Preparing an Appeal to Your Local Boards of Appeal and Equalization: Minnesota Property Tax

You have decided to appeal the valuation and/or classification of your property to your Local or County Boards of Appeal and Equalization. You must appeal to the Local Board of Appeal and Equalization before appealing to your County Board of Appeal and Equalization.

If you haven’t done so already, you should contact your assessor’s office before making a formal appeal to discuss changing your assessment. Often issues and concerns can be resolved at this level.

If you and the assessor were unable to agree on your valuation or classification you may decide to appeal to your Local and/or County Boards of Appeal and Equalization.

The general information contained in this fact sheet is applicable to preparing for appeals to both the Local and County Boards of Appeal and Equalization.

Successfully appealing your assessment

Minnesota law assumes that the County Assessor has correctly valued and classified your property. You must present factual evidence to convince the Board otherwise in order to win your appeal. Make sure all facts are presented, and the board understands the information presented, so a decision can be made based on facts.

Successfully appealing your value or classification at your Local or County Board of Appeal and Equalization can mean a number of things.

It does not necessarily mean that the board ruled in your favor and lowered your value or changed your classification.

Whether or not the local board decides to make a change in your estimated market value or classification, you can still be successful in appealing to your local board. The ultimate result you want to achieve is to make sure your value is warranted and the classification of your property is correct based on its

Preparing for your appeal

The first step is to do some research to collect information to show why you believe your estimated market value or classification is incorrect. Begin by contacting the assessor’s office.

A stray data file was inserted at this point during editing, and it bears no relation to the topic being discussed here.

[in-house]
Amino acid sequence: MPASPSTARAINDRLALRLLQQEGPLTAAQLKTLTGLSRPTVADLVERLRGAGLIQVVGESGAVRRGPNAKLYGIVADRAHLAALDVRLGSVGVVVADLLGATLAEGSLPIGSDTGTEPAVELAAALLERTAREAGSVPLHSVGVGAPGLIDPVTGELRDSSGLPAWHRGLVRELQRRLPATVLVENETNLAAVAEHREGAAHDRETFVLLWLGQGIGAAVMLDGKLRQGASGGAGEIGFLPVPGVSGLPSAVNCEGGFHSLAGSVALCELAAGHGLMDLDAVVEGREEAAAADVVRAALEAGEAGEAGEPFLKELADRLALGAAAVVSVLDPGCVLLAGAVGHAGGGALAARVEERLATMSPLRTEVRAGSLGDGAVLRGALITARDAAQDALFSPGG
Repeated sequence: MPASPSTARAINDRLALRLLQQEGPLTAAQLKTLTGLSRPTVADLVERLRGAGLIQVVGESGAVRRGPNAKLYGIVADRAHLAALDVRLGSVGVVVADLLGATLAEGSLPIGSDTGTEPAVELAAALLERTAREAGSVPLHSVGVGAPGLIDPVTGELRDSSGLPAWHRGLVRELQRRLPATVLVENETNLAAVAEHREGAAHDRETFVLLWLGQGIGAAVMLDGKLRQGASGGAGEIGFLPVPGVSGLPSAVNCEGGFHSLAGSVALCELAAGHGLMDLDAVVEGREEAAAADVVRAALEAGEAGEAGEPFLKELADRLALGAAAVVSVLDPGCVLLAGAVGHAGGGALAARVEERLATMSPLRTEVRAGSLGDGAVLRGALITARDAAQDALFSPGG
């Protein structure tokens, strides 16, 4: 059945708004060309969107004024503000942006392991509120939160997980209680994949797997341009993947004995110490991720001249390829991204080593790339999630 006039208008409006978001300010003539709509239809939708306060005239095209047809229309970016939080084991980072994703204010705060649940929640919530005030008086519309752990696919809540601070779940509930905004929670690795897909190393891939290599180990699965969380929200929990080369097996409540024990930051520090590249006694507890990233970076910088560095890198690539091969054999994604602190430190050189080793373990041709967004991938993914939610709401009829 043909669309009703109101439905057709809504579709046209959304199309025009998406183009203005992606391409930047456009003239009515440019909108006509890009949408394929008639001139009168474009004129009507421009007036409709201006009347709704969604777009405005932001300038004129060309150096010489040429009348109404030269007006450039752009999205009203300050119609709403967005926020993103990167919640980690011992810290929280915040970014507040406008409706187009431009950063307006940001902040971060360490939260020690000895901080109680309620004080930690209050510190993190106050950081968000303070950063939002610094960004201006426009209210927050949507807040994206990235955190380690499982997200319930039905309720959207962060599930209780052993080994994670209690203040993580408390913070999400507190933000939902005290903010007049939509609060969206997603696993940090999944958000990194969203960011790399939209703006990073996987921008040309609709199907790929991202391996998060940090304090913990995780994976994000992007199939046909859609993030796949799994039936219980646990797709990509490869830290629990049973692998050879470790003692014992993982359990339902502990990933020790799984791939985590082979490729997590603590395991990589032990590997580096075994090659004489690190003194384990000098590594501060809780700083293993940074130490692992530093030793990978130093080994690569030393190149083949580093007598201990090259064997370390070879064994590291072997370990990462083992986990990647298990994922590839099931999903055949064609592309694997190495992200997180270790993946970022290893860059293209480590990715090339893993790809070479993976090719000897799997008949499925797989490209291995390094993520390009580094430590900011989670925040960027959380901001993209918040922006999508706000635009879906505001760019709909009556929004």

• Verify information about your property, such as its dimensions, age and condition of its structures.
  • Review records to determine the market value of similar property in your neighborhood.
  • Review sales data to find out what similar property in your area is selling for.
  • Check real estate ads in your newspaper to get an idea of the asking price of local properties.
  • Ask the assessor to explain the criteria used for classifying your property. You may also review the classification of other property used in the same manner as yours.

Gathering supporting evidence

You must have documentation to support your appeal. Items you may wish to bring to the meeting include:

  • A recent appraisal of your property.
  • Recent sales of similar property.
  • Documentation supporting the use of your property (if you are appealing the classification).
  • Copies of other property owners’ field cards/property information.
  • Photos of your property.
  • Photos or exhibits comparing neighboring properties to yours.

If you should have questions, please don’t hesitate to contact your assessor’s office. Staff members are always willing to answer questions and give you information that will help you understand your assessment.

Presenting your case

Remember, how you present your case may affect the outcome of your appeal – you want to be sure you get your point across as effectively as possible.

  • Make a list of key points you may wish to present.
  • The board has never seen your property. Describe your property so they will understand your arguments more fully. Photos can be helpful to support your argument.
  • Keep your presentation brief and factual.
  • Be prepared to discuss your case with the board or answer any questions that the board may have.

Written appeals

You may also appeal your value or classification by submitting a letter of appeal to the board instead of appearing in person.

You will want to do your research and explain your appeal in writing. Your letter should state the facts and include supporting documentation. You may want to include your daytime phone number so you can be reached in case the board has any questions.

Other helpful information

Please keep in mind that taxes are not the issue. To strengthen your appeal, you should present evidence about your property’s value or classification, not how much you are paying in taxes.

This fact sheet is not meant to give you legal advice. It is intended to be a helpful tool with general information for presenting your property tax appeal at your Local and County Boards of Appeal and Equalization.

This fact sheet is intended to help you become more familiar with Minnesota tax laws and your rights and responsibilities under the laws. Nothing in this fact sheet supersedes, alters, or otherwise changes any provisions of the tax law, administrative rules, court decisions, or revenue notices. Alternative formats available upon request.

The content of this and any related posts has been copied or adopted from the Minnesota Department of Revenue Property Tax Fact Sheet 10.